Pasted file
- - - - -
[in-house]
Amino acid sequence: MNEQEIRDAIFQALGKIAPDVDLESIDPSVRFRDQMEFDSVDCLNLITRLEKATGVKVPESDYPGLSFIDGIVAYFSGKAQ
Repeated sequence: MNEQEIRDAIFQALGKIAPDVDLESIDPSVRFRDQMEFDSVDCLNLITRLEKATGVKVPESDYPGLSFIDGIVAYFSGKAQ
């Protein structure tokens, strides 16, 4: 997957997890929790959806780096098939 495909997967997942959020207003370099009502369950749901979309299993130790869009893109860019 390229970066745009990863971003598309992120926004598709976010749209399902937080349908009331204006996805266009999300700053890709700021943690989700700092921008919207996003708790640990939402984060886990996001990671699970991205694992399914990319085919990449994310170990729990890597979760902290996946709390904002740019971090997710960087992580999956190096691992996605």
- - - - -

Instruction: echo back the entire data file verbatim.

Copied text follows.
[in-house]
Amino acid sequence: MNEQEIRDAIFQALGKIAPDVDLESIDPSVRFRDQMEFDSVDCLNLITRLEKATGVKVPESDYPGLSFIDGIVAYFSGKAQ
Repeated sequence: MNEQEIRDAIFQALGKIAPDVDLESIDPSVRFRDQMEFDSVDCLNLITRLEKATGVKVPESDYPGLSFIDGIVAYFSGKAQ
């Protein structure tokens, strides 16, 4: 997957997890929790959806780096098939 495909997967997942959020207003370099009502369950749901979309299993130790869009893109860019 390229970066745009990863971003598309992120926004598709976010749209399902937080349908009331204006996805266009999300700053890709700021943690989700700092921008919207996003708790640990939402984060886990996001990671699970991205694992399914990319085919990449994310170990729990890597979760902290996946709390904002740019971090997710960087992580999956190096691992996605």